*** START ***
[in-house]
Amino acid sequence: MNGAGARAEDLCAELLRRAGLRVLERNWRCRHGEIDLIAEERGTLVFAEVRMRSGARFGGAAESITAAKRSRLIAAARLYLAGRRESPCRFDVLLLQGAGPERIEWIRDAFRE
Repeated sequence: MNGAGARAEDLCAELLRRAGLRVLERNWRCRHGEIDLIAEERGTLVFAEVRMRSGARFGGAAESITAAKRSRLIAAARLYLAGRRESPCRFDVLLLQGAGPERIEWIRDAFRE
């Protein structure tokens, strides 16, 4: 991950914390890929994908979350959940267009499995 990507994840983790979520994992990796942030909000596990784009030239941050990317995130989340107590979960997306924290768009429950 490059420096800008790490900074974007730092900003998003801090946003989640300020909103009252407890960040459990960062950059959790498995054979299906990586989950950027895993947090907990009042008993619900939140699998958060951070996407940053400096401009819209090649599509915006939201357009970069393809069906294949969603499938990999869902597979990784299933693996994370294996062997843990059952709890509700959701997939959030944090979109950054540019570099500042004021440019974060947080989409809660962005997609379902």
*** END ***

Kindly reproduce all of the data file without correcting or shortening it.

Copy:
[in-house]
Amino acid sequence: MNGAGARAEDLCAELLRRAGLRVLERNWRCRHGEIDLIAEERGTLVFAEVRMRSGARFGGAAESITAAKRSRLIAAARLYLAGRRESPCRFDVLLLQGAGPERIEWIRDAFRE
Repeated sequence: MNGAGARAEDLCAELLRRAGLRVLERNWRCRHGEIDLIAEERGTLVFAEVRMRSGARFGGAAESITAAKRSRLIAAARLYLAGRRESPCRFDVLLLQGAGPERIEWIRDAFRE
């Protein structure tokens, strides 16, 4: 991950914390890929994908979350959940267009499995 990507994840983790979520994992990796942030909000596990784009030239941050990317995130989340107590979960997306924290768009429950 490059420096800008790490900074974007730092900003998003801090946003989640300020909103009252407890960040459990960062950059959790498995054979299906990586989950950027895993947090907990009042008993619900939140699998958060951070996407940053400096401009819209090649599509915006939201357009970069393809069906294949969603499938990999869902597979990784299933693996994370294996062997843990059952709890509700959701997939959030944090979109950054540019570099500042004021440019974060947080989409809660962005997609379902």